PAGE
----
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CPS warned: Use ?full powers? of new laws to protect emergency workers

Federation hopes landmark legislation will change society view that it is 'okay to assault officers'
Published - 13/11/2018 By - Nick Hudson - Police Oracle

The police service is reminding communities they should not “underestimate” the impact of attacks on officers as stiffer sentences for certain aggravated offences against emergency workers come into effect today.

And prosecutors and the courts are being urged to make “full use” of their new powers or risk rendering the change in legislation “meaningless”.

The Assault Against Emergency Workers Bill becoming law is being seen as a “significant step forward” by reforming rank-and-file officers whose campaign Protect The Protectors was launched at Parliament in February last year.

In 2017, there were 26,000 assaults on police officers and over 17,000 against NHS staff. Assaults on prison officers are up 70 per cent along with an 18 per cent increase in attacks on firefighters.

Fed chairman John Apter said: "I hope that this legislation will also help to change a culture which has developed within society that it is acceptable to assault an emergency worker.

“Let me be clear, it is not.

“Nobody should be assaulted just because of the uniform they wear or the job they do . . . it is totally unacceptable and there must be consequences for those who commit such crimes."

“This change in law is the right thing for our dedicated emergency workers – it makes clear that attacks against them will not be tolerated and that those who cross the line will be dealt with robustly.

“And although the legislation is now in place it means nothing unless it is used by the Crown Prosecution Service and the courts, so I call on them to make full use of these new powers.

"While we acknowledge that we did not get everything we wanted from this new Act – we feel sentences are still not as strong as they need to be – this is a significant step forward in the right direction and we will continue to make the case for a stronger deterrent, for a wider roll-out of Taser, body-worn video and spit and bite guards and the appropriate levels of staffing.

The combative approach by the federation is supported by West Mercia PCC John Campion.

The police and crime commissioner’s own Behind The Badge has campaigned extensively to reduce assaults on police officers, and other emergency workers, ensuring they get the same support as any other victim of crime, and that communities treat them with the respect they deserve.

The new legislation, which the PCC has backed throughout, makes certain offences aggravated when committed against emergency workers, giving courts the power to impose stronger sentences, doubling the maximum sentence for an assault against an emergency worker from six to 12 months in prison.

Mr Campion warned: “We must never lose sight of the fact that police officers, and all those who do an extraordinary role in protecting us, are ordinary people, with ordinary lives.

“We must never underestimate the impact that assaults can have not only on those who are assaulted but on their loved ones, and those around them.

“My commitment and my drive is to continue to encourage people to see Behind the Badge. This is a landmark step in ensuring the full weight of the law, will support those who are unfortunately assaulted in the course of their duties.”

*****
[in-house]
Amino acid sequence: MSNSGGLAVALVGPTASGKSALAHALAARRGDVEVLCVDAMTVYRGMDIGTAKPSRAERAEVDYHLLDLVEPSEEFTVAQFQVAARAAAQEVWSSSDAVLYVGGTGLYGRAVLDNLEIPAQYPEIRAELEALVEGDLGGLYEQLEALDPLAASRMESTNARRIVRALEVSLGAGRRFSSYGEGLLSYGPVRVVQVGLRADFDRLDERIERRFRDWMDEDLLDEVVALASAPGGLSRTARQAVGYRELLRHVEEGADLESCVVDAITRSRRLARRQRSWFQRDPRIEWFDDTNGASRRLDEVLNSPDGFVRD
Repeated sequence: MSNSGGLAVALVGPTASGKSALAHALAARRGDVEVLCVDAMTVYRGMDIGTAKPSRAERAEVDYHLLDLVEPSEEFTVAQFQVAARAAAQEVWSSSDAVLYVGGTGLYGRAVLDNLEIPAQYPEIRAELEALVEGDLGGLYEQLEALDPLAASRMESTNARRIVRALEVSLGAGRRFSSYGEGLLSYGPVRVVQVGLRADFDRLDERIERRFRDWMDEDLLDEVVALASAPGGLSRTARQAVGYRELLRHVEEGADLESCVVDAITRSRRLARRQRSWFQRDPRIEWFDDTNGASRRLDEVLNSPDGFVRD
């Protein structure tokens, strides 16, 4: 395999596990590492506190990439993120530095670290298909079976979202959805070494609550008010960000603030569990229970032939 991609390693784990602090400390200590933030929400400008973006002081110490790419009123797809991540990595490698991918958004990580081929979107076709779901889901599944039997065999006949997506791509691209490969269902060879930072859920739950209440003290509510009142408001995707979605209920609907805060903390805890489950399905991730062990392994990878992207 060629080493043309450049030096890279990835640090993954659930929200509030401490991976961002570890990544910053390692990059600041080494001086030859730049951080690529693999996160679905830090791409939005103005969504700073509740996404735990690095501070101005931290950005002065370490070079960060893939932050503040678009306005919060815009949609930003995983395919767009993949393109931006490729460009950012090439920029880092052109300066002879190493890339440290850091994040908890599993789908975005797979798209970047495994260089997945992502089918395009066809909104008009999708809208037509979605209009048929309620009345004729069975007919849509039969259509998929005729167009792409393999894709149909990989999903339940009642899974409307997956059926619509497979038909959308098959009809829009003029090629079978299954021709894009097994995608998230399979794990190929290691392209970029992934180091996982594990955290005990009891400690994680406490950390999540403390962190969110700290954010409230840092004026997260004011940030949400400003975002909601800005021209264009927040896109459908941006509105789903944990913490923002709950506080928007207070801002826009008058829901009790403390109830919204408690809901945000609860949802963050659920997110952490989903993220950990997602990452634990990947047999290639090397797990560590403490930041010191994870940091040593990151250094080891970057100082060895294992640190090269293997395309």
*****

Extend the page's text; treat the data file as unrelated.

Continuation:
One of West Mercia’s own officers – PC Lloyd Stone – was assaulted while on duty in Bromsgrove, and has spoken about the effect this had on him and his family.

He tells his story through a video “It had a massive impact on my life. I’ve got a young boy, and I’m separated, so I couldn’t see my boy,” he said.

“It caused a lot of grief, emotionally and that was a massive impact.”

The officer, who spent eight of 10 years in the service with West Midland Police, added: “I massively welcome the change in the law, if it will help us to punish people more, if they feel they want to assault us, because we’re there to help.

“We are human beings, we do the same as everybody else. We wear this uniform,  it doesn’t mean I’m any different.”

The man who assaulted PC Stone was convicted of actual bodily harm and assaulting a police officer. In October 2018, he was sentenced to 120 hours of unpaid work, and ordered to pay £435 in costs and compensation.

The federation’s Prtoect The Protectors campaign was launched in Parliament through a Ten Minute Rule Bill introduced by Halifax MP Holly Lynch.

She had joined West Yorkshire PC Craig Gallant on patrol in the summer of 2016 and had dialled 999 after witnessing the single-crewed officer being surrounded by a hostile crowd.

The General Election brought the Bill to a premature end, but Rhondda MP Chris Bryant, picked up the baton and his Private Members' Bill received cross-party support to become law.

The campaign also benefitted from the backing of the Prisoner Officers’ Association and British Transport Police Federation as partners.

Mr Bryant said today: "The growing tide of attacks on emergency workers is a national scandal.

All too often attackers get away with little more than a slap on the wrist. I hope this new law will help put a stop to that attitude.

“An attack on an emergency worker is an attack on all of us and attackers should face the full force of the law."

Home Secretary Sajid Javid added: "At a time when our brave police officers and staff are working tirelessly to crack down on violence, I find it despicable that some people think it is acceptable to assault emergency service workers.

“This Act ensures judges can come down hard on these cowardly individuals and makes clear that we are committed to protecting those who protect us."

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